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Home / Opinion / Online-views /  Views | Should Aamir Khan promote rice, or water?

The much awaited first episode of the reality show, Satyamev Jayate anchored by Aamir Khan, has already created a buzz on social media outlets such as Twitter and Facebook, as Mint reported on Monday.

Aamir Khan.

India’s sex ratio of 940 females to 1000 males is much below the world average. Seen in the context of poor outcomes for Indian females, such as high maternal mortality rates and high levels of anemia and under-nutrition among women (leading to low-birth weights and undernourished children), it points to a very unappealing picture about the social status of women in India. Greater scrutiny of the issue can only help, as a large part of the problem arises from ‘son-preference’ in the society leading to cases of female infanticide even in well-off sections.

Nobel prize winning economist, Amartya Sen, who was among the first to write about South Asia’s missing women in 1990 also pointed out this divide between the east and south on the one hand, and the north and the west on the other.

Various scholars have examined the issue subsequently but the result is at best a collection of conjectures and working hypotheses. One widely held view is that greater women’s participation in the workforce leads to better status and hence, better living.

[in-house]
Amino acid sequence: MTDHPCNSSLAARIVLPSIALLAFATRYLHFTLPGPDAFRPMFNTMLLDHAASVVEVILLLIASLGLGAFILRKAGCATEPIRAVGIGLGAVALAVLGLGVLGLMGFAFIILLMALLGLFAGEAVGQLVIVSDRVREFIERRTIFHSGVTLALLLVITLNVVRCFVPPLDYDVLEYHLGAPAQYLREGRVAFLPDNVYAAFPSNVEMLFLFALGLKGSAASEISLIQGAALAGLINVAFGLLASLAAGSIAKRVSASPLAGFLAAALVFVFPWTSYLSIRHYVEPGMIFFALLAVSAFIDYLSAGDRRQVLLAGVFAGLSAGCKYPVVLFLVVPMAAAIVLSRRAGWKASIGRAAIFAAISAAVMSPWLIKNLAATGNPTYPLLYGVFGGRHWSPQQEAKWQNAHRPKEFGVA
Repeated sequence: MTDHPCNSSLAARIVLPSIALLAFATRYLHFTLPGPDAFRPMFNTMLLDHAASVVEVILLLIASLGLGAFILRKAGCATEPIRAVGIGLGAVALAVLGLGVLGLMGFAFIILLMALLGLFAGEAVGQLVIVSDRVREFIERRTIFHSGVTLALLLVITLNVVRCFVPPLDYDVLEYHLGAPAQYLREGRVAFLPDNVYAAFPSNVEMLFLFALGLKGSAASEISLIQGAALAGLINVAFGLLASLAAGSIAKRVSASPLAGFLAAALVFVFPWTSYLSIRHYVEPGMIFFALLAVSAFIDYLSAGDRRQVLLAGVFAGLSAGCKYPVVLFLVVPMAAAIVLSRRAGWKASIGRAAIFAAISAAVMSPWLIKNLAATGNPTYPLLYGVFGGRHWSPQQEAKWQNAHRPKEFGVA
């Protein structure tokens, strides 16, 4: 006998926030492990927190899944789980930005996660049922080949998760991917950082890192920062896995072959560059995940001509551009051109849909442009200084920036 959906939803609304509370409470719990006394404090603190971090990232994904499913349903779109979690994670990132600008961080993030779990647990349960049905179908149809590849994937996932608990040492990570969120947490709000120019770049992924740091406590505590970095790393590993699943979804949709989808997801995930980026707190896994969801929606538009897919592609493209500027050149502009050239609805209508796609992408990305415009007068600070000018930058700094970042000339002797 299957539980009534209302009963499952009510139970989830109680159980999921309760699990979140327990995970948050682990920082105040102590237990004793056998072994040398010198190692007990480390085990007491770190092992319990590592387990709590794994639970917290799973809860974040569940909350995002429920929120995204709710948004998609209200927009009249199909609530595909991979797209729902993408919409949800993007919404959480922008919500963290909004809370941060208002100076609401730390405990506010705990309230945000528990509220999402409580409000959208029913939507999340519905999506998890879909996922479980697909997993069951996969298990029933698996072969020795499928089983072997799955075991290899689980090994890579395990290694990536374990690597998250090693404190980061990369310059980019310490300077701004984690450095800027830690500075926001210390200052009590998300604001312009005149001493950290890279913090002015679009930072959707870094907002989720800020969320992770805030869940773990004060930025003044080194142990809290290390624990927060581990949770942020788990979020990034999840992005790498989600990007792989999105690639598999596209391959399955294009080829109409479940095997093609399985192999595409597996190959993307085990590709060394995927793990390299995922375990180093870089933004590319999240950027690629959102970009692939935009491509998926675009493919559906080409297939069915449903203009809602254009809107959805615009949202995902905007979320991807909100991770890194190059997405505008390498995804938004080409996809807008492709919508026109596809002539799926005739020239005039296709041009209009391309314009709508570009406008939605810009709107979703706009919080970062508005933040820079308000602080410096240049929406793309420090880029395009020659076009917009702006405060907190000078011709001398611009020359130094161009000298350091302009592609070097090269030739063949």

Several studies seem to suggest that a history of paddy cultivation that unites the eastern and southern regions, and which has led women to work in the fields in large numbers, is the basis of more gender-equal outcomes in these parts. Should we start promote rice-eating then, so that more people turn to paddy cultivation even in the north and the west? That might be taking things a bit too far. But are there straight-forward policy implications at all?

A 2011 Institute for Studies in Industrial Development (ISID) discussion paper by M.M.K. Sardana pins its hopes on schemes such as the Mahatma Gandhi National Rural Employment Guarantee Act (MGNREGA) to boost employment and thereby empowerment of women. But the evidence on MGNREGA is itself mixed and depending on it may be a rather weak strategy. A far more effective strategy for the state may be to play the role of an enabler.

For instance, through public provisioning of potable water, the state can help women save time on water-related chores both in rural areas and urban slums, and allow greater room to take part in the workplace. Another initiative that some state governments have adopted is to incentivize the education of the girl child.

Probably, Khan or India’s leading women’s groups can start lobbying for better water supply, for a start. The externalities involved in terms of better health and nutrition are likely to be enough to cover the costs of the investment.

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